Earlier today, officials from the City of Los Angeles unveiled a new phased implementation plan for the long-awaited redesign of Pershing Square.
“With the new design, Pershing Square will be reenergized. It will once again affirm its standing as the preeminent public space - the “town square” of Downtown Los Angeles,” said Councilmember Jose Huizar in a statement. "It has been a collaborative process with nonprofit Pershing Square Renew playing an integral role. Pershing Square will return as a platform for civic engagement. It will return as a place of rest, play, and leisure for residents, local community stakeholders, and visitors alike. This project has been many years in the making, but today we mark the realization of a new tomorrow for Pershing Square. It’s a fitting development for the growing population of our renewed city center."
The first phase of the project, slated to break ground in late 2020, focuses on the accessibility and visibility of the park. Plans call for the addition of more than 20 new shade trees, wayfinding signage, and improvements to landscaping along 5th, 6th, and Olive Streets. The most visible change would be the removal of the café building along Olive, which would be converted into a landscaped plaza with glass elevators connecting to the parking structure below.
Phase two of the project would focus on the Hill Street side of Pershing Square. Plans call removing the parking garage ramp and walls that currently mask the park from view, replacing them with landscaping, terraced seating, and grass. The park's circular fountain - currently covered with a temporary structure to serve as outdoor seating - would be permanently converted to green space. Additionally, new glass elevators and stairs are planned along Hill Street, creating a clear pedestrian link between Hill and Olive Streets. Phase two is anticipated to begin construction in late 2022 - immediately following the completion of phase one. Completion is expected in mid-2024.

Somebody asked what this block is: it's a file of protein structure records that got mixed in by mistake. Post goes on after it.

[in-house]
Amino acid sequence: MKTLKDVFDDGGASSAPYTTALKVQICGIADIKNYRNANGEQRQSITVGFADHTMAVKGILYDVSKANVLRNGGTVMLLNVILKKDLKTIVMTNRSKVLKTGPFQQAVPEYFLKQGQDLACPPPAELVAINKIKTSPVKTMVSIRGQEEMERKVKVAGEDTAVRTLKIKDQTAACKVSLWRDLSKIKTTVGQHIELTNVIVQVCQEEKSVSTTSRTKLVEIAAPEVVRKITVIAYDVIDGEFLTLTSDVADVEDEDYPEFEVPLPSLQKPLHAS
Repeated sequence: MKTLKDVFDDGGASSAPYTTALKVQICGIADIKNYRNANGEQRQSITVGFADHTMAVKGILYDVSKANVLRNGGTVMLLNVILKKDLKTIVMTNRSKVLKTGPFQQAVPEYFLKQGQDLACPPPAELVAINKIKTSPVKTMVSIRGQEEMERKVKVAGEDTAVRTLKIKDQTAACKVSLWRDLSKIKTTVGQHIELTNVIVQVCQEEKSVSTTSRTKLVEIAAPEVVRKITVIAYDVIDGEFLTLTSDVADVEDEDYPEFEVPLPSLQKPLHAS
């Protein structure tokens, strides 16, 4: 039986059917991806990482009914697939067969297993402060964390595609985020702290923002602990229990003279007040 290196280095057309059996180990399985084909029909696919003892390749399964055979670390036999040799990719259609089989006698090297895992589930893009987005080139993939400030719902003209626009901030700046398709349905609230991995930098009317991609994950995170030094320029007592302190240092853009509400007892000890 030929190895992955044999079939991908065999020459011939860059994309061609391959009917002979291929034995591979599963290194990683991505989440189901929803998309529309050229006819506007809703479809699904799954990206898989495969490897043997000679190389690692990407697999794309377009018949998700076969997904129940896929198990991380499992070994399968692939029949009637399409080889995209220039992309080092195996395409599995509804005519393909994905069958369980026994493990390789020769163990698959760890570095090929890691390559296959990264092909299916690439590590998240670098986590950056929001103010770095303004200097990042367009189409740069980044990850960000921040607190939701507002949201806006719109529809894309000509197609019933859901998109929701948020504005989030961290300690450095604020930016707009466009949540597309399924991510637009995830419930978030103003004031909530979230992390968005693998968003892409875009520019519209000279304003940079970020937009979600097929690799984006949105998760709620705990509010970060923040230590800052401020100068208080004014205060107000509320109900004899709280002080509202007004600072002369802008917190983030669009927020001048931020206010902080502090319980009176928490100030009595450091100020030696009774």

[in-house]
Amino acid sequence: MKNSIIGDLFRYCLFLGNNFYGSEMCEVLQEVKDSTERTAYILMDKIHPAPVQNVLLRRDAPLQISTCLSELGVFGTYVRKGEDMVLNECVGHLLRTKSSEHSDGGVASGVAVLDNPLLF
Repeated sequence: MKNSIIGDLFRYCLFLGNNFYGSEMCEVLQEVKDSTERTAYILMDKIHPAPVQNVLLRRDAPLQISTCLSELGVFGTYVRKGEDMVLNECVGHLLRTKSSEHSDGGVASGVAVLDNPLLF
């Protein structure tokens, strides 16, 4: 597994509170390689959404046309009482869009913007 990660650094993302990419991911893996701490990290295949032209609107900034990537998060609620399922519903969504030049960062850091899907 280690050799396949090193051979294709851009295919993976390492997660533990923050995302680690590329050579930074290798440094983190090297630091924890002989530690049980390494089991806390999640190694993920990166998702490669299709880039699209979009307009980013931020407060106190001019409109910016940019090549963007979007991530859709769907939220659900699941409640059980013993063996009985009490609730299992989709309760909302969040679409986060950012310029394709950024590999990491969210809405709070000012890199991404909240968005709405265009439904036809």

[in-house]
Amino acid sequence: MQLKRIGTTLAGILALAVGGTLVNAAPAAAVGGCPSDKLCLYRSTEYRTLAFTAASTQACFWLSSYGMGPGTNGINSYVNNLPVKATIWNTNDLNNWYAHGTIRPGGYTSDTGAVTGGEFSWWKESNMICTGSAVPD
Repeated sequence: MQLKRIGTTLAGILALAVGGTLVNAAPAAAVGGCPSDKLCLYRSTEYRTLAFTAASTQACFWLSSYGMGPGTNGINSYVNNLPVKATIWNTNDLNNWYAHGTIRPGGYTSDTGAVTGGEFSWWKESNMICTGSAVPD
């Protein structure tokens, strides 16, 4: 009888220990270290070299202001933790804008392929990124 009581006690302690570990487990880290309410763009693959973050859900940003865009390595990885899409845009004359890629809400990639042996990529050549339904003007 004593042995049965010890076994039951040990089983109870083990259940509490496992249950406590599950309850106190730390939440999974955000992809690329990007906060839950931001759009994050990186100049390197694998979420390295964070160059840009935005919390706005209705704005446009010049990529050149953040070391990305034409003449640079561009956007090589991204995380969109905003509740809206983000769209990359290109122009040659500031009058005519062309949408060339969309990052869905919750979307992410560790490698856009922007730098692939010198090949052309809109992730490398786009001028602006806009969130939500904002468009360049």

The final design for Pershing Square, the concept from Agence TER dubbed "Radical Flatness," has no set schedule for implementation at this point in time. The City has already stepped back from some elements that plan, which had originally called for shaving down a portion of the park's subterranean parking garage to lower the space to street level, citing "engineering realities."
The initial phases of the project, which are now fully funded, have an approximately $25 million budget. Council District 14 and the Department of Recreation and Parks secured funding largely through Quimby development fees and Transfer of Floor Area Rights (TFAR) payments by developers. The final Pershing Square redesign could cost an additional $80 million, and may be broken into two phases. Approximately $10 million has been identified for the project through future Quimby and TFAR payments. The full redesign - inclusive of phases one, two, and three - is estimated to cost $110 million, and is anticipated to be built over a ten-year period.
Pershing Square, which spans roughly five acres, is considered the oldest park in Los Angeles, its origins as public open space dating to the mid-19th century. In the decades that have followed, the park has evolved through numerous design iterations, with some of the most significant changes occurring during the 1950s, when the entire site was excavated to build the parking garage with vehicle ramps flanking all four street frontages.
The current look of Pershing Square, designed by the Mexican architect Ricardo Legorreta, was completed in the mid 1990s.
Plans to renovate Pershing Square come as new developments begin to flank the park - highlighted by the recently-completed Park Fifth complex and a proposed 53-story hotel and condominium tower at the intersection of 5th and Hill Streets.
- Pershing Square (Urbanize LA)